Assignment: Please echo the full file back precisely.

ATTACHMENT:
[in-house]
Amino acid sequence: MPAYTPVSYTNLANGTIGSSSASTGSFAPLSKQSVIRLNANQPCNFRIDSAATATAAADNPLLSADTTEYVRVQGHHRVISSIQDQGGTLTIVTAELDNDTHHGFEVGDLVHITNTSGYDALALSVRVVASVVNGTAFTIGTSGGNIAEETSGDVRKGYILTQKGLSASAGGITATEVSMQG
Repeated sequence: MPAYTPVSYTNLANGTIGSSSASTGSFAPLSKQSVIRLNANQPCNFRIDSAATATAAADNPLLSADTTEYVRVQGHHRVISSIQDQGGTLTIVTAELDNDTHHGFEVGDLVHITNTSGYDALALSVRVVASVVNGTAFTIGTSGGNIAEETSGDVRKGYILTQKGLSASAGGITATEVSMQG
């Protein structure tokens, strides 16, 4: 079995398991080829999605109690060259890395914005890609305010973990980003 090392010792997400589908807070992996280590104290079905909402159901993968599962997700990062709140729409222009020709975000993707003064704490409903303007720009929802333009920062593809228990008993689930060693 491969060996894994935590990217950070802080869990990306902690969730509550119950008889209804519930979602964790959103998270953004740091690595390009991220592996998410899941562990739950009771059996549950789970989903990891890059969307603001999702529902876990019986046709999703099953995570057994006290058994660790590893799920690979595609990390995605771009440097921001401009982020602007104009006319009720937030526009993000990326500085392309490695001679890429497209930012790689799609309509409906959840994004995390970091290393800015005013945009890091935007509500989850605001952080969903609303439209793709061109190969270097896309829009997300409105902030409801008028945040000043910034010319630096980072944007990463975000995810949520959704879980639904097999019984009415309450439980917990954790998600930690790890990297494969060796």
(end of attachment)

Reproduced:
[in-house]
Amino acid sequence: MPAYTPVSYTNLANGTIGSSSASTGSFAPLSKQSVIRLNANQPCNFRIDSAATATAAADNPLLSADTTEYVRVQGHHRVISSIQDQGGTLTIVTAELDNDTHHGFEVGDLVHITNTSGYDALALSVRVVASVVNGTAFTIGTSGGNIAEETSGDVRKGYILTQKGLSASAGGITATEVSMQG
Repeated sequence: MPAYTPVSYTNLANGTIGSSSASTGSFAPLSKQSVIRLNANQPCNFRIDSAATATAAADNPLLSADTTEYVRVQGHHRVISSIQDQGGTLTIVTAELDNDTHHGFEVGDLVHITNTSGYDALALSVRVVASVVNGTAFTIGTSGGNIAEETSGDVRKGYILTQKGLSASAGGITATEVSMQG
């Protein structure tokens, strides 16, 4: 079995398991080829999605109690060259890395914005890609305010973990980003 090392010792997400589908807070992996280590104290079905909402159901993968599962997700990062709140729409222009020709975000993707003064704490409903303007720009929802333009920062593809228990008993689930060693 491969060996894994935590990217950070802080869990990306902690969730509550119950008889209804519930979602964790959103998270953004740091690595390009991220592996998410899941562990739950009771059996549950789970989903990891890059969307603001999702529902876990019986046709999703099953995570057994006290058994660790590893799920690979595609990390995605771009440097921001401009982020602007104009006319009720937030526009993000990326500085392309490695001679890429497209930012790689799609309509409906959840994004995390970091290393800015005013945009890091935007509500989850605001952080969903609303439209793709061109190969270097896309829009997300409105902030409801008028945040000043910034010319630096980072944007990463975000995810949520959704879980639904097999019984009415309450439980917990954790998600930690790890990297494969060796």